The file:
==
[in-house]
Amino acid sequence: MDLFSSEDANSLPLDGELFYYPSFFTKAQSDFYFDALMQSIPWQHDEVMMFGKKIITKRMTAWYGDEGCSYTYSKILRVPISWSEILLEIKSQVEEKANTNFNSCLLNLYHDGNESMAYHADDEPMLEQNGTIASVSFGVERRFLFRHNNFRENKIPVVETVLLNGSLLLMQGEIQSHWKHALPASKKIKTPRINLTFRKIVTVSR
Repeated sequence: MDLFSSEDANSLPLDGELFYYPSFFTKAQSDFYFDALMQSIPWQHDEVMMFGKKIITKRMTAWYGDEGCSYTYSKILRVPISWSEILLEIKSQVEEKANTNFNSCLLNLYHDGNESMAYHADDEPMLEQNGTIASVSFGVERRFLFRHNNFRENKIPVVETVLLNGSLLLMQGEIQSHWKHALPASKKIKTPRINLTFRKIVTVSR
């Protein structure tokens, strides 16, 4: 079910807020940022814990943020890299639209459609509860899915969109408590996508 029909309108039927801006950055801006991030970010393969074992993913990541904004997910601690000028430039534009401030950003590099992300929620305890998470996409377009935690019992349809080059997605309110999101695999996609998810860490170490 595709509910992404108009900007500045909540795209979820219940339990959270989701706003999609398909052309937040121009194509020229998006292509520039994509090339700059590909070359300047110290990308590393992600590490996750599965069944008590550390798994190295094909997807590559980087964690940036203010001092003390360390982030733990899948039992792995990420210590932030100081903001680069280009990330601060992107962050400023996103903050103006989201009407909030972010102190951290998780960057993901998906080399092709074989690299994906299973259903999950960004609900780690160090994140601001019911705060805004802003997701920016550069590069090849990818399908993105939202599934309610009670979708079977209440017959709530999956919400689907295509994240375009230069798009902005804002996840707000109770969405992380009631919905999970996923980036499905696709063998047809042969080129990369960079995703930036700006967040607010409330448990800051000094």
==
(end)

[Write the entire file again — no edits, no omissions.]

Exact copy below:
[in-house]
Amino acid sequence: MDLFSSEDANSLPLDGELFYYPSFFTKAQSDFYFDALMQSIPWQHDEVMMFGKKIITKRMTAWYGDEGCSYTYSKILRVPISWSEILLEIKSQVEEKANTNFNSCLLNLYHDGNESMAYHADDEPMLEQNGTIASVSFGVERRFLFRHNNFRENKIPVVETVLLNGSLLLMQGEIQSHWKHALPASKKIKTPRINLTFRKIVTVSR
Repeated sequence: MDLFSSEDANSLPLDGELFYYPSFFTKAQSDFYFDALMQSIPWQHDEVMMFGKKIITKRMTAWYGDEGCSYTYSKILRVPISWSEILLEIKSQVEEKANTNFNSCLLNLYHDGNESMAYHADDEPMLEQNGTIASVSFGVERRFLFRHNNFRENKIPVVETVLLNGSLLLMQGEIQSHWKHALPASKKIKTPRINLTFRKIVTVSR
């Protein structure tokens, strides 16, 4: 079910807020940022814990943020890299639209459609509860899915969109408590996508 029909309108039927801006950055801006991030970010393969074992993913990541904004997910601690000028430039534009401030950003590099992300929620305890998470996409377009935690019992349809080059997605309110999101695999996609998810860490170490 595709509910992404108009900007500045909540795209979820219940339990959270989701706003999609398909052309937040121009194509020229998006292509520039994509090339700059590909070359300047110290990308590393992600590490996750599965069944008590550390798994190295094909997807590559980087964690940036203010001092003390360390982030733990899948039992792995990420210590932030100081903001680069280009990330601060992107962050400023996103903050103006989201009407909030972010102190951290998780960057993901998906080399092709074989690299994906299973259903999950960004609900780690160090994140601001019911705060805004802003997701920016550069590069090849990818399908993105939202599934309610009670979708079977209440017959709530999956919400689907295509994240375009230069798009902005804002996840707000109770969405992380009631919905999970996923980036499905696709063998047809042969080129990369960079995703930036700006967040607010409330448990800051000094």